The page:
The Federal Election Commission should not require political advertisers to run the same kinds of disclaimers in their online video ads as in television ads, the Silicon Valley trade group Internet Association says.
Instead, the organization argues in an FEC filing, political video ads online should include "a one-click away disclaimer or a disclaimer within the frame of the ad."
"Hovering over a video, clicking text below the video, or providing a full print disclaimer below the ad would all provide more robust transparency than burying a disclaimer at the end of a web video," the Internet Association writes.
The group's papers come in response to the FEC's call for comments on proposals with regard to online disclaimers. In March, the FEC said it was considering two new proposals that would apply to digital ads served on desktops, smartphones and apps. One proposal calls for information about the sponsor in the ad itself, and the second would allow that information to be presented in other formats, including via in-ad links.
The organization argues that TV-style disclaimers -- which usually come at the end of an ad -- aren't practical for online video, where users can click out of the ad before hearing the disclaimer. The group adds that online ads tend to be shorter than 30-second TV spots -- which means that a TV-style disclaimer would take up a larger proportion of the ad's time.
The Internet Association also contends that the FEC lacks the authority to require TV-like disclaimers for online ads.
The group is also urging the FEC to allow "adaptive disclaimers," like the new political-ad icon created by the self-regulatory group Digital Advertising Alliance. "Rather than trying to fit a 'paid for by' notice on an ad that may change in size when delivered on different platforms or devices, the adaptive disclaimer would be inserted into the ad and be visible and accessible in all formats," the Internet Association writes.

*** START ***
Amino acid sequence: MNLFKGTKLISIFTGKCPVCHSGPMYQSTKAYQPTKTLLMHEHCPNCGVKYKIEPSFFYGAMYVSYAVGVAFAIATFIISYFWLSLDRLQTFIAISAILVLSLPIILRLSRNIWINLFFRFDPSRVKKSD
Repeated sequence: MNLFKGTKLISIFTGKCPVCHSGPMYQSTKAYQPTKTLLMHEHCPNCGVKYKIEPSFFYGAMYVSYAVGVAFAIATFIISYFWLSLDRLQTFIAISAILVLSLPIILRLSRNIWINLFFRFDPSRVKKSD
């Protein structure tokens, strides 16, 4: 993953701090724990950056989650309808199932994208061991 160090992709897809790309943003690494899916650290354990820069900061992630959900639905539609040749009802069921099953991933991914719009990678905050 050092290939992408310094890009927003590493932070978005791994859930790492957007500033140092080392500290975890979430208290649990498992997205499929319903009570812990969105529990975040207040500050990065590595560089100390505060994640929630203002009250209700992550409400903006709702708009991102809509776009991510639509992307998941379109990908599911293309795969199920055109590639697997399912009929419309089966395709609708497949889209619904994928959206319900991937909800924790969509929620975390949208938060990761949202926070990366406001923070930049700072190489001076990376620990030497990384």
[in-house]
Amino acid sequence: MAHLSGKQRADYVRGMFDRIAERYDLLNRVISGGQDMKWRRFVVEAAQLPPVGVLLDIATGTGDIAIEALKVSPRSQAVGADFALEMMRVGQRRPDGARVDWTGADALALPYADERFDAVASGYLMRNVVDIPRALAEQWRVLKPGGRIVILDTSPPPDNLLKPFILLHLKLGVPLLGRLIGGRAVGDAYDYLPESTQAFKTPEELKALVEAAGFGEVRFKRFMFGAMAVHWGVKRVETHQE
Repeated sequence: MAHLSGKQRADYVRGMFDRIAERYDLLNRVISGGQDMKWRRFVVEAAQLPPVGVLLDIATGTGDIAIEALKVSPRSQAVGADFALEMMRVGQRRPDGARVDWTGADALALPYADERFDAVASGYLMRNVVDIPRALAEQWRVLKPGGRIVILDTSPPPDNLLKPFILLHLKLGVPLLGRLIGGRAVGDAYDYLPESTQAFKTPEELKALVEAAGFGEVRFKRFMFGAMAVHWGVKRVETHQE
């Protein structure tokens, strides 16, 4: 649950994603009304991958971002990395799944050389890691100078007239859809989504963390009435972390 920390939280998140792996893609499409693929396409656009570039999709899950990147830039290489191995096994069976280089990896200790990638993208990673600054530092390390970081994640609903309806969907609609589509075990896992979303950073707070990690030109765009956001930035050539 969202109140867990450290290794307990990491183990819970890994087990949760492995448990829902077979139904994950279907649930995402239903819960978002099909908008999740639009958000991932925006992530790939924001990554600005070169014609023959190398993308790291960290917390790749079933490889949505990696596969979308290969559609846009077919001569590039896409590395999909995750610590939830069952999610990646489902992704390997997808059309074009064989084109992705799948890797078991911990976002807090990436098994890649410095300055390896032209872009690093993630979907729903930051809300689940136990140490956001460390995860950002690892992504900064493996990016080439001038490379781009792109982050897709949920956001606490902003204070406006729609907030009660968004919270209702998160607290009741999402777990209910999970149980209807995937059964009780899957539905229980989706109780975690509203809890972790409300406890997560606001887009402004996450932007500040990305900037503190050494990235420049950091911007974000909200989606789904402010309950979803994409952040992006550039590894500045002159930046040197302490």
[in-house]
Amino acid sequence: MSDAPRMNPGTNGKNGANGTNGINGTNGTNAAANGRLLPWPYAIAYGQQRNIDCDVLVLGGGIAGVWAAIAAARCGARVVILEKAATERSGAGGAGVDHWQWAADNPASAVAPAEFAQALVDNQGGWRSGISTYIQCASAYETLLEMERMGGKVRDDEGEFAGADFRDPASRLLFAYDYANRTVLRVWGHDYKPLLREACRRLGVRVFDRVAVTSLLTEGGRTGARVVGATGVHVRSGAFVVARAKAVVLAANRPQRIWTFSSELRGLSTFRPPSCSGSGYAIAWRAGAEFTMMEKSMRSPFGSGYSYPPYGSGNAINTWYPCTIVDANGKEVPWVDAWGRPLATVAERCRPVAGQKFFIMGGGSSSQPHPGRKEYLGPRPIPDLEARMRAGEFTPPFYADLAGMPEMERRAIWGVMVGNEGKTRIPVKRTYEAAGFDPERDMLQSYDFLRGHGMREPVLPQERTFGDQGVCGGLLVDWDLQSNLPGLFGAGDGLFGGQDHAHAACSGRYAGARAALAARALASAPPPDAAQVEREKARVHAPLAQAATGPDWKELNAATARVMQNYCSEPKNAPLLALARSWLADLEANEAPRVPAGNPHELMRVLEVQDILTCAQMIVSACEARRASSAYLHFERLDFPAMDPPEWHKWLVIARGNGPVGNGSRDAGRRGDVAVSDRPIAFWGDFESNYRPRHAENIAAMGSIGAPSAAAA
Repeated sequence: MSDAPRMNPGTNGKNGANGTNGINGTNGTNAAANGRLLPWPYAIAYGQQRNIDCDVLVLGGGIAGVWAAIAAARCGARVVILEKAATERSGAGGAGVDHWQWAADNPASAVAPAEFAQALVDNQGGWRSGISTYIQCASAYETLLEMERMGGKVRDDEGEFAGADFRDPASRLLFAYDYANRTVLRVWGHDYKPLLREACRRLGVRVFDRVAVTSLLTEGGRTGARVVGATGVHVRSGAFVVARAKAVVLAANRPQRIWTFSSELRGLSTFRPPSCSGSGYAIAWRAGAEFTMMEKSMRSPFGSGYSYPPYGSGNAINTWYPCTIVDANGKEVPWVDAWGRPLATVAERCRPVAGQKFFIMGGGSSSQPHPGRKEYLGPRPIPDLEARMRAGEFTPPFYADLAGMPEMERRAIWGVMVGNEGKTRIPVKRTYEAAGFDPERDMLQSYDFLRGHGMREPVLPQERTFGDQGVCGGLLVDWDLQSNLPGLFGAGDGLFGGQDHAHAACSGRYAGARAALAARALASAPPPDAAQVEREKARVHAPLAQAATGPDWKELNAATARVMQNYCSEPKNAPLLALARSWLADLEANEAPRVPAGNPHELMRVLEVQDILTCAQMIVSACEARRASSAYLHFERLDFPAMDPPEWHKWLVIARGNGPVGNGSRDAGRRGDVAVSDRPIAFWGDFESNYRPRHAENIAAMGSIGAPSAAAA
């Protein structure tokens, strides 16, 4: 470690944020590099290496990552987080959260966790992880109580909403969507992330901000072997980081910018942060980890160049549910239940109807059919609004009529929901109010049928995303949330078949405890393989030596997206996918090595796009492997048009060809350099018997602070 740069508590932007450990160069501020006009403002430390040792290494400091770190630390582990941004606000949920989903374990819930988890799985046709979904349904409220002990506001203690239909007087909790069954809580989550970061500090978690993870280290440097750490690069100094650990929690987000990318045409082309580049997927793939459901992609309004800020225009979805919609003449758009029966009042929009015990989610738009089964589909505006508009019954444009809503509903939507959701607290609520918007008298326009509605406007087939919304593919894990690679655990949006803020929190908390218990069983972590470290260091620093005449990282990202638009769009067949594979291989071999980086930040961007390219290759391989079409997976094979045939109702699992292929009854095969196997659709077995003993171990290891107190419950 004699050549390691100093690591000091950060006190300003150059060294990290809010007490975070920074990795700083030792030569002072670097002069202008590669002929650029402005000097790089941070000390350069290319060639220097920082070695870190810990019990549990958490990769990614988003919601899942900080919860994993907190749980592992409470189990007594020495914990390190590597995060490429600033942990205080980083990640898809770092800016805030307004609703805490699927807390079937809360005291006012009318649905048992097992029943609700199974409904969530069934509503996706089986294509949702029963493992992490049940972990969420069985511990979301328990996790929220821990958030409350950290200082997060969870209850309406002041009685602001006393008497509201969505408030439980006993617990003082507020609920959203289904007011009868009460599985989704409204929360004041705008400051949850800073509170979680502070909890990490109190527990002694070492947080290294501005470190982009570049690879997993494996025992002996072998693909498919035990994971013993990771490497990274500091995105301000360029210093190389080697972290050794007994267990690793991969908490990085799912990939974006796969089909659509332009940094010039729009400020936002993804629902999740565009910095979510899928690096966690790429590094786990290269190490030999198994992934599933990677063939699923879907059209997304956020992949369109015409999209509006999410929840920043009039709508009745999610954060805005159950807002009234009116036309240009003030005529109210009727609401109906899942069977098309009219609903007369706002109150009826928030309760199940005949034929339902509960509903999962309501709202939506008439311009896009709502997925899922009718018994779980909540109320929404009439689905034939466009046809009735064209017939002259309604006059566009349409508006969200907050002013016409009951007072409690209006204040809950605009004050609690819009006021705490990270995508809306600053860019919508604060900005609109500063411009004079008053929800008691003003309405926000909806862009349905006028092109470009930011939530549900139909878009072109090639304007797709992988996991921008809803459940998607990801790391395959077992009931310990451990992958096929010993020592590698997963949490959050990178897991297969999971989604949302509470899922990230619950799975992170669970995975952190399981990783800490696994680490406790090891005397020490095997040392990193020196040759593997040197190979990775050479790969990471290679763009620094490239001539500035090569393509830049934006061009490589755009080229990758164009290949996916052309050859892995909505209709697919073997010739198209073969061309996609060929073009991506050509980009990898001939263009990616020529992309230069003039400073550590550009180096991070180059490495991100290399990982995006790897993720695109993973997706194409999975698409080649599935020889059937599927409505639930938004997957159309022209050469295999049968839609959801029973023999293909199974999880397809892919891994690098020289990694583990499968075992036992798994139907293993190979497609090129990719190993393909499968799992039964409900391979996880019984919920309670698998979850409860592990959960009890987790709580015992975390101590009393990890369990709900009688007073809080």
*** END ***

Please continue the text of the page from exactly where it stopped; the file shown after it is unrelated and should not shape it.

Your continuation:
Not everyone agrees with Silicon Valley's proposals. The consumer advocacy group Public Knowledge argues in favor of extending -- and strengthening -- the full disclaimer requirements that currently govern ads in traditional media to the internet. "As political advertising increasingly migrates online, it makes little sense for online advertisements to be subject to lesser disclaimer requirements than broadcast or print advertisements. This is particularly true when the same advertisement can run on television and on the internet or in print and on the internet," the group writes.
Public Knowledge also says that online ads that combine different forms of media -- like video with text -- should include multiple formats of disclaimers. "Because the Commission should assume that only part of the advertisement may be accessed, the Commission should require that multimedia political advertisements adhere to the disclaimer requirements associated with their component parts – that is, the requirements both for video/audio (as appropriate) advertisements and for print advertisement."
The advocacy group also argues that the FEC should standardize any images, symbols or icons used for adapted disclaimers.
"The importance of a Commission-selected standard indicator cannot be overstated," Public Knowledge writes. "Should the Commission permit each advertiser to adopt its own symbol, image, or icon, the Commission runs the risk of galvanizing a 'race to the bottom' with advertisers competing to come up with the most obscure icon."